The Tennessee Democratic Party disavowed its own U.S. Senate nominee Friday, announcing that he is “associated with a known hate group” — in this case, a conservative advocacy organization.
Mark Clayton won Tuesday’s Democratic primary with 30 percent of the vote in a field of seven candidates.
“The only time that Clayton has voted in a Democratic primary was when he was voting for himself,” said the Tennessee Democratic Party in a statement. “Many Democrats in Tennessee knew nothing about any of the candidates in the race, so they voted for the person at the top of the ticket. Unfortunately, none of the other Democratic candidates were able to run the race needed to gain statewide visibility or support.”
“Mark Clayton is associated with a known hate group in Washington, D.C., and the Tennessee Democratic Party disavows his candidacy, will not do anything to promote or support him in any way, and urges Democrats to write-in a candidate of their choice in November,” the statement concluded.
The “hate group” referred to in the statement is Public Advocate USA, a group that, according to a description on its website, “has become a highly visible political organization and a model for other conservative activist groups in Washington D.C. and across the country.”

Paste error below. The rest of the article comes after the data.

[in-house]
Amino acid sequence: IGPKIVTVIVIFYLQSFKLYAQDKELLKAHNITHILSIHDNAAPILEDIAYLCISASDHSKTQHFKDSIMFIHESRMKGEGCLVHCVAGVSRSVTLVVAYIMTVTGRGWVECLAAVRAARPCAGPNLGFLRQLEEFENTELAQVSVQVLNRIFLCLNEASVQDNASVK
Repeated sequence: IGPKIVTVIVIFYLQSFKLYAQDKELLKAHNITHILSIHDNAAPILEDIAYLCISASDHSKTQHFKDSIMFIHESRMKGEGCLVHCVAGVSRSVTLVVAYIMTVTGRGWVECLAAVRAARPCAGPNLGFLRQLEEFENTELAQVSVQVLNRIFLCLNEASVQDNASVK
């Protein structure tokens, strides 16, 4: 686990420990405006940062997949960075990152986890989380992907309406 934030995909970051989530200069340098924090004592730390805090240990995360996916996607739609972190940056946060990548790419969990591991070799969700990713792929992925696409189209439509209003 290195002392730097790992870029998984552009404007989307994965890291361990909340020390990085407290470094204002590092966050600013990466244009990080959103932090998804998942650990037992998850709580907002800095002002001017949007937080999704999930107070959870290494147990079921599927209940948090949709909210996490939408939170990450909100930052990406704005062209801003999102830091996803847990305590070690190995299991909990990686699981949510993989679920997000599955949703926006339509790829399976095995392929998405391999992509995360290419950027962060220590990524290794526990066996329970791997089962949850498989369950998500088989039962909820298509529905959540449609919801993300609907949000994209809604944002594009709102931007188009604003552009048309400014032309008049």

Public Advocate USA’s recent efforts include advocacy campaigns against same-sex marriage and in favor of pro-life legislation.
“Our members are often at the forefront of the defining political issues of our time, always defending the rights of fathers, mothers and children to live their lives free from government intrusions and the self-serving motives of liberal special interests and agendas,” the website says.
The “hate group” label, said Tennessee Democratic Party press secretary Sean Braisted, comes from the Southern Poverty Law Center.
“Our assumption is they’re going to try and use this to launch free media about their cause,” Braisted says.
The state party ended up having to disavow its nominee, he added, because it “didn’t really have anyone on our side running a well-funded, serious campaign, and so no one was able to gain the statewide recognition or support to overcome the top of the ballot phenomenon which is people just pressing the first name they see.”
Braisted said that was “pretty clearly why Mark Clayton was selected that night.”
After Clayton won the Democratic nomination, Braisted said, the party “found more information out about him and realized that’s not someone that could or should get the support of Tennessee Democrats.”